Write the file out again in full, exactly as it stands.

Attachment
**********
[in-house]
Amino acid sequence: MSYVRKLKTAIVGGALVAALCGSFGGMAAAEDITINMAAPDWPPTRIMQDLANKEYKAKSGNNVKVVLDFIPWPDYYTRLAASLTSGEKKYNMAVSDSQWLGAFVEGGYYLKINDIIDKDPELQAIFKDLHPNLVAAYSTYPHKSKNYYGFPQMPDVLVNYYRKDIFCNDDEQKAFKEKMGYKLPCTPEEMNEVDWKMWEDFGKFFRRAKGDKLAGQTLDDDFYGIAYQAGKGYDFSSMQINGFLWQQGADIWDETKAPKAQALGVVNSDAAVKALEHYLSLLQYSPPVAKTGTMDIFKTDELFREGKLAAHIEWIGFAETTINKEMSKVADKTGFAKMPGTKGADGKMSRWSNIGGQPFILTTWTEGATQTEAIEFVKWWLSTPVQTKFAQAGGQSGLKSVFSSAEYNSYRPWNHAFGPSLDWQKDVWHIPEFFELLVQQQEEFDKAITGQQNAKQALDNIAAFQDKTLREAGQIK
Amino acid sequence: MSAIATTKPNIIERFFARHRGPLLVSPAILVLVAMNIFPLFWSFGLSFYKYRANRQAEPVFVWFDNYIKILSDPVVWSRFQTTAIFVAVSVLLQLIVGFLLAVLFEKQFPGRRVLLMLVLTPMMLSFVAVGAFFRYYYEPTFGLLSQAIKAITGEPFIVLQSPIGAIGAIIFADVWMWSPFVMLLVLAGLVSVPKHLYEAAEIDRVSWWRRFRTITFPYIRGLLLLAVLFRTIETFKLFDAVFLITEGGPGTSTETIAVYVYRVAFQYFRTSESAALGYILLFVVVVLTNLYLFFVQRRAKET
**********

[in-house]
Amino acid sequence: MSYVRKLKTAIVGGALVAALCGSFGGMAAAEDITINMAAPDWPPTRIMQDLANKEYKAKSGNNVKVVLDFIPWPDYYTRLAASLTSGEKKYNMAVSDSQWLGAFVEGGYYLKINDIIDKDPELQAIFKDLHPNLVAAYSTYPHKSKNYYGFPQMPDVLVNYYRKDIFCNDDEQKAFKEKMGYKLPCTPEEMNEVDWKMWEDFGKFFRRAKGDKLAGQTLDDDFYGIAYQAGKGYDFSSMQINGFLWQQGADIWDETKAPKAQALGVVNSDAAVKALEHYLSLLQYSPPVAKTGTMDIFKTDELFREGKLAAHIEWIGFAETTINKEMSKVADKTGFAKMPGTKGADGKMSRWSNIGGQPFILTTWTEGATQTEAIEFVKWWLSTPVQTKFAQAGGQSGLKSVFSSAEYNSYRPWNHAFGPSLDWQKDVWHIPEFFELLVQQQEEFDKAITGQQNAKQALDNIAAFQDKTLREAGQIK
Amino acid sequence: MSAIATTKPNIIERFFARHRGPLLVSPAILVLVAMNIFPLFWSFGLSFYKYRANRQAEPVFVWFDNYIKILSDPVVWSRFQTTAIFVAVSVLLQLIVGFLLAVLFEKQFPGRRVLLMLVLTPMMLSFVAVGAFFRYYYEPTFGLLSQAIKAITGEPFIVLQSPIGAIGAIIFADVWMWSPFVMLLVLAGLVSVPKHLYEAAEIDRVSWWRRFRTITFPYIRGLLLLAVLFRTIETFKLFDAVFLITEGGPGTSTETIAVYVYRVAFQYFRTSESAALGYILLFVVVVLTNLYLFFVQRRAKET